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Torah Portion


Home > Torah Portion > Standing on Holy Ground



Shabbat Parashat Shemot
January 20, 2000 - 25 Tevet 5761
Standing on Holy Ground
By: Rabbi Bradley Shavit Artson

Every place is not the same. Intuitively, we have a sense that there are distinctions of space that are just as fundamental to human identity as are distinctions in time. When we enter the elevated vaults of a Gothic cathedral, marvel at the staggering beauty of the Grand Canyon, or shrink under the lofty heights of a New York skyscraper, we respond distinctly to different spaces. Not all places are alike. But is the distinction between one place and another something intrinsic to the place itself, or the result of perceiving different meanings in different places? Would there be different places if there were no different viewers?

This week's Torah reading contains the first biblical example of a sacred space, and thereby provides a view of how Judaism approaches the notion of distinction in space. Moses, having fled from Egypt and his execution of a cruel taskmaster, arrives in Midian, and attaches himself to the family of a local patriarch, Jethro. One day, while caring for Jethro's flock, Moses approaches a mountain where he sees a strange phenomenon. It looks like a burning bush, although the bush appears to be impervious to the fire. His curiosity aroused, Moses approaches the flame.

Suddenly, the holy voice of God commands, "Do not come closer. Remove the sandals from you feet, for the place on which you stand is holy ground." Is the ground holy because there is something special and unique about that particular place, or is its holiness contextual, deriving from its special use?

What makes a place holy? The great Ga'on, Saadia (10th Century Babylonia), was one of the earliest to recognize that holiness is not intrinsic to any one particular site, that holiness is the result of what we do and the meaning we can focus into a particular moment or a special ritual. In commenting on the words, "holy ground," Saadia explains that this means "made holy." The sanctity of that site derives from what God and Moses do there, not from the nature of the place itself.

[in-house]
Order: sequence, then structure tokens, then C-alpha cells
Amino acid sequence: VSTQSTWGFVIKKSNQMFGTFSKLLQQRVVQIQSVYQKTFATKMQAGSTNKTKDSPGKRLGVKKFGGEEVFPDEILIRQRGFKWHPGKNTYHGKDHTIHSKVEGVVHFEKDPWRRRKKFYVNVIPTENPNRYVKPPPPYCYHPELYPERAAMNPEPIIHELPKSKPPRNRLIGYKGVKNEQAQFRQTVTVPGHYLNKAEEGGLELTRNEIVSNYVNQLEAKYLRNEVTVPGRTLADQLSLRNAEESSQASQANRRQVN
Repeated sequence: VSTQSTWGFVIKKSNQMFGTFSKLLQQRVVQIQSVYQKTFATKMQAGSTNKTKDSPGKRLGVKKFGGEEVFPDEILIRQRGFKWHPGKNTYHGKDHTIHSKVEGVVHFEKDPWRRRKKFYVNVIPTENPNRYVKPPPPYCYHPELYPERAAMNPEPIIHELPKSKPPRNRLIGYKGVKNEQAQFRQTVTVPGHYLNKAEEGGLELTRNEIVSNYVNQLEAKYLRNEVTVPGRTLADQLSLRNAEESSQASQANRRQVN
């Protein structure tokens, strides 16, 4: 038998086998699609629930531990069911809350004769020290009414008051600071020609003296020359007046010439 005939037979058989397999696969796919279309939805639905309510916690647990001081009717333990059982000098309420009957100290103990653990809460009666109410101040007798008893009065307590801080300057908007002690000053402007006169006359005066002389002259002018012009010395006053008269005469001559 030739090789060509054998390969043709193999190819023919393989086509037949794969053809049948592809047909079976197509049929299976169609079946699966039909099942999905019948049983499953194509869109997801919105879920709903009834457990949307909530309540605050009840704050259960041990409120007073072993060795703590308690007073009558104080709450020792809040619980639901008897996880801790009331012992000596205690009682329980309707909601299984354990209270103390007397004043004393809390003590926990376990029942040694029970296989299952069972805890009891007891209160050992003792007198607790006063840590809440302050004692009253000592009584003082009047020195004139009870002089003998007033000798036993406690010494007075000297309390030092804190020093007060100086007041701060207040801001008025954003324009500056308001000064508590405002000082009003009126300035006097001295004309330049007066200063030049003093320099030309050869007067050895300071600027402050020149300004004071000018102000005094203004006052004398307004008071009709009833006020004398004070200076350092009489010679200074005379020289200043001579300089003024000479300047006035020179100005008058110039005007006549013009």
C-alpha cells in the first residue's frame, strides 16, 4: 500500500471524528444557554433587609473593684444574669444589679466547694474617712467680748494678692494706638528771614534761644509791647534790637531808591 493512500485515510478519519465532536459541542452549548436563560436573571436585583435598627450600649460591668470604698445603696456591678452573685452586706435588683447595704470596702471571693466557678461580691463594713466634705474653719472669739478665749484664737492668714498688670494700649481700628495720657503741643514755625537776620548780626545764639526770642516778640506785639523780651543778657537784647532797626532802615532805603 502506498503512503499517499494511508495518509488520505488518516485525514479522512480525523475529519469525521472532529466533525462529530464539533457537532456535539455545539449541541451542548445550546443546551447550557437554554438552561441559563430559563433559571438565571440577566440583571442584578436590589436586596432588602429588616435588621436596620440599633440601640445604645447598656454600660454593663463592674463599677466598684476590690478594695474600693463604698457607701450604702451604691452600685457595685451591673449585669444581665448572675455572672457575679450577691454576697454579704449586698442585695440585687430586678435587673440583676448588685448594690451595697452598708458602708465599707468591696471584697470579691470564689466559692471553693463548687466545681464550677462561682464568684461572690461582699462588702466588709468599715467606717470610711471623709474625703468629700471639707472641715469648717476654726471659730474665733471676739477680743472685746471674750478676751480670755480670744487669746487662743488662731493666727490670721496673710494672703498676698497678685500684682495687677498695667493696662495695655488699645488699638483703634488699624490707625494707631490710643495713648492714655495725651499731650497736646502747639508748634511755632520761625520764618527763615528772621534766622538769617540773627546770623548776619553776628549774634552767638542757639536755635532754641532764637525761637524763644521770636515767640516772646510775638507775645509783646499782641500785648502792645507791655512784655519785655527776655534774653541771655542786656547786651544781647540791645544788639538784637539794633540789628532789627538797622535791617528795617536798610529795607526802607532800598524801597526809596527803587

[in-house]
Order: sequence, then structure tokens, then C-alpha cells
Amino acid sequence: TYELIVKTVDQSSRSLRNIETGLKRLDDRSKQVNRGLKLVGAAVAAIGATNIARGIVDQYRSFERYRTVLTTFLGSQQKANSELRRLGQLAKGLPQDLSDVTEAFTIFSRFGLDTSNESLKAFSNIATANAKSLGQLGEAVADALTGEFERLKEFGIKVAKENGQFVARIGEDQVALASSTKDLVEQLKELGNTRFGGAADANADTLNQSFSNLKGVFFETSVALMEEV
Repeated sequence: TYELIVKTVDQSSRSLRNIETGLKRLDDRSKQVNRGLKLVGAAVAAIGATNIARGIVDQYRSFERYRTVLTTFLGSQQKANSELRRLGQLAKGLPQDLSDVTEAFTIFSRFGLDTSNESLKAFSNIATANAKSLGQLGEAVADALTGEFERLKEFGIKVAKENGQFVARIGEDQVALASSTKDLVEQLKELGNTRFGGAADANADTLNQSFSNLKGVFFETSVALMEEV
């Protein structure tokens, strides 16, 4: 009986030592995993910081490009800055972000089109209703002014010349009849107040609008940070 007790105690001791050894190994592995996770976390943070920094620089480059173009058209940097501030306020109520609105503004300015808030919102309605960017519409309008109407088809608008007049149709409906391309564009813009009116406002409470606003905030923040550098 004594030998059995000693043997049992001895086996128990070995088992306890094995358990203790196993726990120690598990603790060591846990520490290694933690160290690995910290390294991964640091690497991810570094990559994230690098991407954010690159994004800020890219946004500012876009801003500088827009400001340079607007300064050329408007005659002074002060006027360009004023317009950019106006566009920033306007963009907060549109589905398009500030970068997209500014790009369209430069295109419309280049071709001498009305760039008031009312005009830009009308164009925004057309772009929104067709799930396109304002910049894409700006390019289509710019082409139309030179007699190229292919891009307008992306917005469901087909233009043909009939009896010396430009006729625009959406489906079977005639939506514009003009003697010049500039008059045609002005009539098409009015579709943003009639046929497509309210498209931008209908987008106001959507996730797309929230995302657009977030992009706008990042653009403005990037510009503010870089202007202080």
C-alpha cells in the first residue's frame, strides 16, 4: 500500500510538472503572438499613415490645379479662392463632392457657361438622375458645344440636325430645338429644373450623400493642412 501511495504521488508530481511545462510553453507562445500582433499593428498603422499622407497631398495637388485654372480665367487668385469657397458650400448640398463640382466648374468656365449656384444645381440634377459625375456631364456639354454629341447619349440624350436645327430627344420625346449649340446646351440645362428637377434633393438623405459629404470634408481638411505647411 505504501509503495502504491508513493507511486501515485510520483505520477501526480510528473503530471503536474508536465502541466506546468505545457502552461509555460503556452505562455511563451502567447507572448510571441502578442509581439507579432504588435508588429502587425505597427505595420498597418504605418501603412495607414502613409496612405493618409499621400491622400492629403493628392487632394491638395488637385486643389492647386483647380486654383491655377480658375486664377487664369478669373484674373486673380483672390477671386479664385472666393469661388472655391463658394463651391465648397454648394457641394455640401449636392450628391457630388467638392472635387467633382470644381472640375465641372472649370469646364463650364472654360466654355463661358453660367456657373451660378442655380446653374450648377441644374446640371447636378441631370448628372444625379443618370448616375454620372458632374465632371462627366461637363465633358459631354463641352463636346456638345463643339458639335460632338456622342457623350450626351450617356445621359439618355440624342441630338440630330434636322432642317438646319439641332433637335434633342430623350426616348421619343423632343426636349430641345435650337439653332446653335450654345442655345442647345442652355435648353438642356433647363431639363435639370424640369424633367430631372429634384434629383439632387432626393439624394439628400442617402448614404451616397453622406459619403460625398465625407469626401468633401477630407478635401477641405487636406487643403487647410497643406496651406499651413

Similarly, Ramban (13th Century Spain) recognizes that "even though [the site] is distant from the bush, take care with it, because the descent of God's presence sanctified all of the mountain."

Hizkuni (13th Century France) notes a similar description elsewhere in the Bible. When Joshua is commanded to circumcise the Israelites, he is told that the place is sacred -- so he should remove his shoes, and when the priests ministered in the Tabernacle's holy of holies, they did so barefoot. Why? "Because in every instance in which a sign of God's presence precedes prophecy, there you find the place 'sanctified.'"

Judaism wrestles with the tension created by the unequal natures of God and humanity. We are finite and tangible. We perceive reality through our senses and we experience meaning through our emotions. God, according to Jewish teaching, is beyond body, beyond limit or understanding. How can two such different orders of being meet in relationship? How can the infinite and the universal accommodate the needs of the moral and the individual? How can God and humanity ever meet?

From the perspective of human need, sacred space is real and essential. We require, in the words of religion professor, Jonathan Smith, "a focusing lens for meaning." That is the function of sacred space. In that space, made sacred because of what we do there and what we experience there, we can explore our spiritual depths, encounter the holiness of life, and reaffirm our sacred identity as Jews.

In our synagogues and houses of study, we can encounter God. But God does not need sacred space. If God is everywhere, then all space is equally sacred, presenting equally an insight into God's presence and promise. Sacred space is religion's accommodation to human beings. Our finitude, our need to witness the special signs of sanctity (the Torah scroll, the Tallit, or the Shabbat candles), to hear the sounds that recall religious fervor (the shofar call or the chant of Kol Nidre) all contribute to our sense of meaning and connection.

God may not need our rituals, but being fully human requires establishing reliable tools to focus our attention, to help us concentrate on who we are and what we value, to link us to the universe and its creator.

Moses stood on sacred soil because in that context he was in the presence of God and he knew it. We, too, stand in a sacred place any time we are aware of the lofty potential of that moment and of all moments. Perhaps that is the ultimate mission of the Jew -- to transform every moment into a sacred moment and every place into a sacred place. Then, in a world of ritual profundity, ethical rigor and social justice, we too will remove our shoes in reverence -- the better to savor God's awesome embrace.













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